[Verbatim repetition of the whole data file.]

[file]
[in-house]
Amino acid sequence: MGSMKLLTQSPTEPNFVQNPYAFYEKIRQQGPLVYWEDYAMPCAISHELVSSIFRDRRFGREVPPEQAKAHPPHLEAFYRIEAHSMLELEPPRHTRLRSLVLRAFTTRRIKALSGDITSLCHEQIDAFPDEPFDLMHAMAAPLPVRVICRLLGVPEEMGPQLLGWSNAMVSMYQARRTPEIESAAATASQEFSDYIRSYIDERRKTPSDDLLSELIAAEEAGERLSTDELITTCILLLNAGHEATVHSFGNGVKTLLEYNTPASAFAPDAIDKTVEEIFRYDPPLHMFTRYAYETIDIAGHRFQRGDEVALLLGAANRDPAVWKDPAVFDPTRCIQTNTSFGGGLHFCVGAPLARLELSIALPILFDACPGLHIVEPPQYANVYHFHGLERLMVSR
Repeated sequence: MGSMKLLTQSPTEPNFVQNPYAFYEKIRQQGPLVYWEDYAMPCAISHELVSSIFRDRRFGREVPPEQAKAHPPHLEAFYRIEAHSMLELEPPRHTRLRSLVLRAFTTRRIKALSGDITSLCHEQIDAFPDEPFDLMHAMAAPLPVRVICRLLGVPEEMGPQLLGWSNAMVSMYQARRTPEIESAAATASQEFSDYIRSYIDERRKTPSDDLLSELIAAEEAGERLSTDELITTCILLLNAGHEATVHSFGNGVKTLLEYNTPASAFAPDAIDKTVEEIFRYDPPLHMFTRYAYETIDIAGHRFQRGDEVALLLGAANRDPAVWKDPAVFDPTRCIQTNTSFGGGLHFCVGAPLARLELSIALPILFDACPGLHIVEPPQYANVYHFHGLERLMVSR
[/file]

[in-house]
Amino acid sequence: MGSMKLLTQSPTEPNFVQNPYAFYEKIRQQGPLVYWEDYAMPCAISHELVSSIFRDRRFGREVPPEQAKAHPPHLEAFYRIEAHSMLELEPPRHTRLRSLVLRAFTTRRIKALSGDITSLCHEQIDAFPDEPFDLMHAMAAPLPVRVICRLLGVPEEMGPQLLGWSNAMVSMYQARRTPEIESAAATASQEFSDYIRSYIDERRKTPSDDLLSELIAAEEAGERLSTDELITTCILLLNAGHEATVHSFGNGVKTLLEYNTPASAFAPDAIDKTVEEIFRYDPPLHMFTRYAYETIDIAGHRFQRGDEVALLLGAANRDPAVWKDPAVFDPTRCIQTNTSFGGGLHFCVGAPLARLELSIALPILFDACPGLHIVEPPQYANVYHFHGLERLMVSR
Repeated sequence: MGSMKLLTQSPTEPNFVQNPYAFYEKIRQQGPLVYWEDYAMPCAISHELVSSIFRDRRFGREVPPEQAKAHPPHLEAFYRIEAHSMLELEPPRHTRLRSLVLRAFTTRRIKALSGDITSLCHEQIDAFPDEPFDLMHAMAAPLPVRVICRLLGVPEEMGPQLLGWSNAMVSMYQARRTPEIESAAATASQEFSDYIRSYIDERRKTPSDDLLSELIAAEEAGERLSTDELITTCILLLNAGHEATVHSFGNGVKTLLEYNTPASAFAPDAIDKTVEEIFRYDPPLHMFTRYAYETIDIAGHRFQRGDEVALLLGAANRDPAVWKDPAVFDPTRCIQTNTSFGGGLHFCVGAPLARLELSIALPILFDACPGLHIVEPPQYANVYHFHGLERLMVSR